Rural Child Poverty Rates Often Higher than Urban

Last Updated: October 10, 2008

This article appeared in the October 2008 Rural Policy Matters

Rural child poverty rates far exceed suburban child poverty rates in every state except Connecticut, and on average rival central city child poverty rates nationwide, according to an analysis of new data from the U.S. Census Bureau performed by the Carsey Institute at the University of New Hampshire.

A child living in rural areas is more likely to live in poverty than one who lives in the central cities in 19 states. In three more states there are not enough rural communities to make a comparison. The rural child poverty rates are about double the central city rates in Alaska, Vermont, and Wyoming, more than twenty percent higher in Arizona, Hawaii, Kentucky, Montana, New Mexico, and South Dakota, and more than 10 percent higher in North Carolina, North Dakota, and Oregon. The overall rural child poverty rates exceed 30% percent in Mississippi (35.1), Louisiana (33.9) and Arizona (31.1).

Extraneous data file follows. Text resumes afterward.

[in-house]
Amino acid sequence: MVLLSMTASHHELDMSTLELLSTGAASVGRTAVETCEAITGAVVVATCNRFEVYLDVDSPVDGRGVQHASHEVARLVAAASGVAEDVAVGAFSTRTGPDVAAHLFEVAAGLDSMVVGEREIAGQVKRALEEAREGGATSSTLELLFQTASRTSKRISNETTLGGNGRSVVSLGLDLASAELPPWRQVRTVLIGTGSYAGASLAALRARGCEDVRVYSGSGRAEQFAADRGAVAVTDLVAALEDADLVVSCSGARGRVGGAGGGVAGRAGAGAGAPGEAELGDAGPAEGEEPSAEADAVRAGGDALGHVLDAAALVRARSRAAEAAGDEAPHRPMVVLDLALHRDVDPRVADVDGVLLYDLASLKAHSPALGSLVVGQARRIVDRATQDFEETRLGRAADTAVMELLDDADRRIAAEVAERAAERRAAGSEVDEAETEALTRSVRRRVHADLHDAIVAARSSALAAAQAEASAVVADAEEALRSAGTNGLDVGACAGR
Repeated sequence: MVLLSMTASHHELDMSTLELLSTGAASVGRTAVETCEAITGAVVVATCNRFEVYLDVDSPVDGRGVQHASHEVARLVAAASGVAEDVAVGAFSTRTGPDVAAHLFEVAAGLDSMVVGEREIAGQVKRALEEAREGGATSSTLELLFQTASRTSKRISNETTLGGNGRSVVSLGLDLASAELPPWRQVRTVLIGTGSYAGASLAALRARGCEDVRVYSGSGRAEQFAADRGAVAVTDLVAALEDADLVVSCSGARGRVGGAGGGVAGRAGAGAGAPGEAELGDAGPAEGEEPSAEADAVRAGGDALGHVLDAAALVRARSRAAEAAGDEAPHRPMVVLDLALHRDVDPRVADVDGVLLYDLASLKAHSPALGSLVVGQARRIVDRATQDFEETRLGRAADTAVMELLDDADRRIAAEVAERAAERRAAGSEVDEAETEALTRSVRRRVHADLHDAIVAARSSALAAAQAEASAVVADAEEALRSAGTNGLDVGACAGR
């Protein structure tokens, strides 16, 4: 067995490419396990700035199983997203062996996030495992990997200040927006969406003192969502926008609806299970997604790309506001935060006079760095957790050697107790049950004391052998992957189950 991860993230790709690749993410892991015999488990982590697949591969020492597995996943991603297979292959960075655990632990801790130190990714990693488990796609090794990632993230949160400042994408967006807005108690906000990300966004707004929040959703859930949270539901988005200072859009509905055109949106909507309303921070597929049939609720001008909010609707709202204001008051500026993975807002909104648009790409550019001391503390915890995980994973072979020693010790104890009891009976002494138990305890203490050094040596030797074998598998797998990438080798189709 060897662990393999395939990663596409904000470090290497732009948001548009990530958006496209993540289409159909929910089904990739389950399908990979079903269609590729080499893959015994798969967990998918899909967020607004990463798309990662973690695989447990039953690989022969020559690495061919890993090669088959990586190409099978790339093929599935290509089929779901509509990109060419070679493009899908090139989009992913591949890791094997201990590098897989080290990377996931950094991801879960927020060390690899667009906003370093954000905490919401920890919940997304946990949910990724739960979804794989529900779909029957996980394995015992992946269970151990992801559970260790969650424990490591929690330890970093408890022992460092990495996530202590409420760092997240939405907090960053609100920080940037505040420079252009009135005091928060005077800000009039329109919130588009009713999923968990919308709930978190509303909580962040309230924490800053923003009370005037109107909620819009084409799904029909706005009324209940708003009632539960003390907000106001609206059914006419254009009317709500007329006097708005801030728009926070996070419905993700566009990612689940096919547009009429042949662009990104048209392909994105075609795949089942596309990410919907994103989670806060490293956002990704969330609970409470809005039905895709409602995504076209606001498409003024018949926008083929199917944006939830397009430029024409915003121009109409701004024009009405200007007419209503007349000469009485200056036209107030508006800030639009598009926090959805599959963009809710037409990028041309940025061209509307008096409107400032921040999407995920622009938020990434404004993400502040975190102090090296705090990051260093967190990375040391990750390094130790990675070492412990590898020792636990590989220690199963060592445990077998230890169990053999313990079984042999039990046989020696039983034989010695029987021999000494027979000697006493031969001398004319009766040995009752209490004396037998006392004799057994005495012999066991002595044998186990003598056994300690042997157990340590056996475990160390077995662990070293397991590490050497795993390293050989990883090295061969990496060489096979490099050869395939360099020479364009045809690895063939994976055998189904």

Read more from the October 2008 Rural Policy Matters.